Falklands 40: Headlines from The News, Portsmouth on June 9, 1982

Here’s what was making the headlines as the Falklands conflict continued to rage.

By Mollie Delahay
Thursday, 9th June 2022, 4:55 am

Jets damage British ships

At least 11 Argentine fighter bombers are now believed to have been destroyed in two separate air attacks which damaged four British ships off the Falklands yesterday.

The 2,400-ton Devonport-based frigate HMS Plymouth and the 3,270-ton logistic landing ships Sir Tristram and Sir Galahad were damaged in the first attack on task force ships.

Sign up to our daily newsletter

RFA Sir Galahad ablaze after the Argentine air raid at Bluff Cove near Fitzroy settlement on East Falkland Picture: Martin Cleaver/PA Wire

The Argentine aircraft were destroyed in the raid, one was possibly shot down, and four others were so seriously damaged that it is thought unlikely they reached their home base.

Ninety minutes later, twilight fell on the Falklands, Sea Harrier jets shot down four Mirage jets in the second raid - but the remnants of the Argentinian war planes pressed home their attack and damaged a landing craft.

Other enemy aircraft may have been damaged in the dusk attack.

First reports said that five casualties from HMS Plymouth were removed to another ship and underwent treatment.

It is understood that Plymouth suffered shrapnel damage, and her 4.5-inch forward gun turret was also hit as a result of bombing by the enemy aircraft.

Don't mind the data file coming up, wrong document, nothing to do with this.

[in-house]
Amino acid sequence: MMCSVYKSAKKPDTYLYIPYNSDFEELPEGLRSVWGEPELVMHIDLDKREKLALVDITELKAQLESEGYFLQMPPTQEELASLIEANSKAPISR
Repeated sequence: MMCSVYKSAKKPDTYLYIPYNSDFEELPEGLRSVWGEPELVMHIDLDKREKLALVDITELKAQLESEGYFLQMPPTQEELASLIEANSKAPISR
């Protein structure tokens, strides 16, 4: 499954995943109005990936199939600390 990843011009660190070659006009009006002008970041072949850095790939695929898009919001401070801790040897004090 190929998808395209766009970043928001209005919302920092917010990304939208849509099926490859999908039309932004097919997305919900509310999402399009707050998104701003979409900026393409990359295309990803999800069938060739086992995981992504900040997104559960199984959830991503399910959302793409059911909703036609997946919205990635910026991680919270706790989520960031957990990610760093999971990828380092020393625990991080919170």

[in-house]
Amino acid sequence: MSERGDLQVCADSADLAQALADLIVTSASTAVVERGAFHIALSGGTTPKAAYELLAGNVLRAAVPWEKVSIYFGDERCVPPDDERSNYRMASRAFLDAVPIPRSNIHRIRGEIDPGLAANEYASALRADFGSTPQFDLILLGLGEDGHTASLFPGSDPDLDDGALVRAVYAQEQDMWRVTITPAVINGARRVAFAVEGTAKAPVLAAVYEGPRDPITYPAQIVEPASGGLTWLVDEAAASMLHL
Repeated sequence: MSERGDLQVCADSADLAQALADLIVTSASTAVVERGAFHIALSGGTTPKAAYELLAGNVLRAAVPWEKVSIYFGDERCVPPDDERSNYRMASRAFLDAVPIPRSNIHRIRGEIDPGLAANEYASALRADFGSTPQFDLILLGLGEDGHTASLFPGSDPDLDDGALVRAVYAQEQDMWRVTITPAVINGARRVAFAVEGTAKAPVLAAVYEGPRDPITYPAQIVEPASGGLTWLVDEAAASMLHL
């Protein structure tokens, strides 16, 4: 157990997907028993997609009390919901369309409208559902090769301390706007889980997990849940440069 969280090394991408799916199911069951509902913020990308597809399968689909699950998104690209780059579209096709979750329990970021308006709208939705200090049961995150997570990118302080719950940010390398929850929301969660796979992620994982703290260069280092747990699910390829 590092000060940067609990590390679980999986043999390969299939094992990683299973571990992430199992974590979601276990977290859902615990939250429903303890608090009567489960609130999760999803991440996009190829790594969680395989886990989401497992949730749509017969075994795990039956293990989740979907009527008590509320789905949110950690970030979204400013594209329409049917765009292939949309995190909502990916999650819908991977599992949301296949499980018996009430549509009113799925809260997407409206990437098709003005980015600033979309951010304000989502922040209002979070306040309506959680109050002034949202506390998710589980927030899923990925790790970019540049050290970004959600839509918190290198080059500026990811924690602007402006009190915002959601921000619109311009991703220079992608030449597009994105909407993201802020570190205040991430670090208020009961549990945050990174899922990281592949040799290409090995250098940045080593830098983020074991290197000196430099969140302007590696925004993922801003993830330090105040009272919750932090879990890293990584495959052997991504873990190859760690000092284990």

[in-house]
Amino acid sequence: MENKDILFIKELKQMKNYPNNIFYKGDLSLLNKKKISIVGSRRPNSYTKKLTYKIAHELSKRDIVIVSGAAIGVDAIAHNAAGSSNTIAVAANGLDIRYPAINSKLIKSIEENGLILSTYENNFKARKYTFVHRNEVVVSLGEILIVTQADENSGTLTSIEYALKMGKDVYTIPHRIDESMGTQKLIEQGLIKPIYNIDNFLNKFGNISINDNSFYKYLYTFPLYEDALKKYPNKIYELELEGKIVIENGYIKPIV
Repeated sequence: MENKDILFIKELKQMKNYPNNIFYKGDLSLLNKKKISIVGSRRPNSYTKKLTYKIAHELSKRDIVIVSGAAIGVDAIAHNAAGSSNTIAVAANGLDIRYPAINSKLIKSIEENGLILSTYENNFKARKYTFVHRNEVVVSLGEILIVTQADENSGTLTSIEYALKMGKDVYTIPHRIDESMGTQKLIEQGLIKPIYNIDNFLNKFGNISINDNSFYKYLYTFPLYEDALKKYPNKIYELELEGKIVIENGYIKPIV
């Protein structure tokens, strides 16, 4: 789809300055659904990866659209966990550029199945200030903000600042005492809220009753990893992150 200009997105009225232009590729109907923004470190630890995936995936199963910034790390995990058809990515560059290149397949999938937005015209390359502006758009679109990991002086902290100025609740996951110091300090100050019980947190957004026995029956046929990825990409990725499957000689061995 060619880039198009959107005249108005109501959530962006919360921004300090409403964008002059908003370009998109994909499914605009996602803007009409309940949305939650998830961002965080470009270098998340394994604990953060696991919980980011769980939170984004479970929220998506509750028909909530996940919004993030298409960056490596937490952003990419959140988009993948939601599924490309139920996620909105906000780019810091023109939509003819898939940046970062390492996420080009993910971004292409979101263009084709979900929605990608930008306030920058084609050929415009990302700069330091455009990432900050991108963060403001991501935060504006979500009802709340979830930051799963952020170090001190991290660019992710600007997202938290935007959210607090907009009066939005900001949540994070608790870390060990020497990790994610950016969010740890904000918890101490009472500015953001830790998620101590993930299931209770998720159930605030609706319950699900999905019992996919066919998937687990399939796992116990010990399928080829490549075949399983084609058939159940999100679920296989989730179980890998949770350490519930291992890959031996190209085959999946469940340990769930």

The latest Argentinian attacks are believed to herald a new offensive designed to disrupt the imminent British attack on the Falklands capital, Port Stanley.

The Sir Tristram and Sir Galahad are based at the Army's port at Marchwood, on Southampton Water.

Operated by a crew of 68 officers and men of the Royal Fleet Auxiliary, they're armed with 40mm guns and carry 50 tanks and vehicles and 150 tons of stores and ammunition.

US tanker warned of attack

The American-owned super-tanker attacked by Argentinian warplanes in the South Atlantic yesterday received a warning message minutes before it was hit, the Ministry of Defence said today.

It was sent in English on an international distress frequency. It told the 220,000-tonne Hercules to go towards an Argentinian port.

The message, preceded by the call sign of an Argentinian radio station, warned that the ship would be attacked "in 15 minutes' time" if it did not obey.

The Liberian-registered tanker was attacked twice yesterday 480 miles north-east of the Falklands.

The huge vessel suffered some damage to the hull and was listing six degrees last night.

50p call captures vital post

British troops - in a secret three-day operation - have captured the strategically vital settlements of Fitzroy and Bluff Cove, 15 miles south-west of Port Stanley.

They were helped by a 50p phone call.

A British patrol discovered that telephone lines from Swan Inlet to Fitzroy were still working, so Brigadier Tony Wilson, commanding officer of 5 Infantry Brigade, stepped into the nearest phone box, inserted a 50p piece, and called villager Reg Binney.

‘Are the Argies still at Fitzroy?’ he asked.

‘No,’ came Reg Binney's reply. ‘Why don't you come over and join us?’

Knights close in on the Baron

Fearsome dragons, valiant knights, and a dastardly baron are some of the ingredients of the first major drama production by Portsmouth Grammar School’s Lower School.

The Thwarting of Baron Bolligrew opened last night in the New Hall, Penny Street, Old Portsmouth, and there is a second performance today.

Written especially for children by Robert Bolt, it tells the story of how a group of knights restore law and order to islands ruled by the wicked Baron Bolligrew.

Said assistant director (Miss Doreen Waterworth): ‘It is a case of good triumphing over evil in the end.’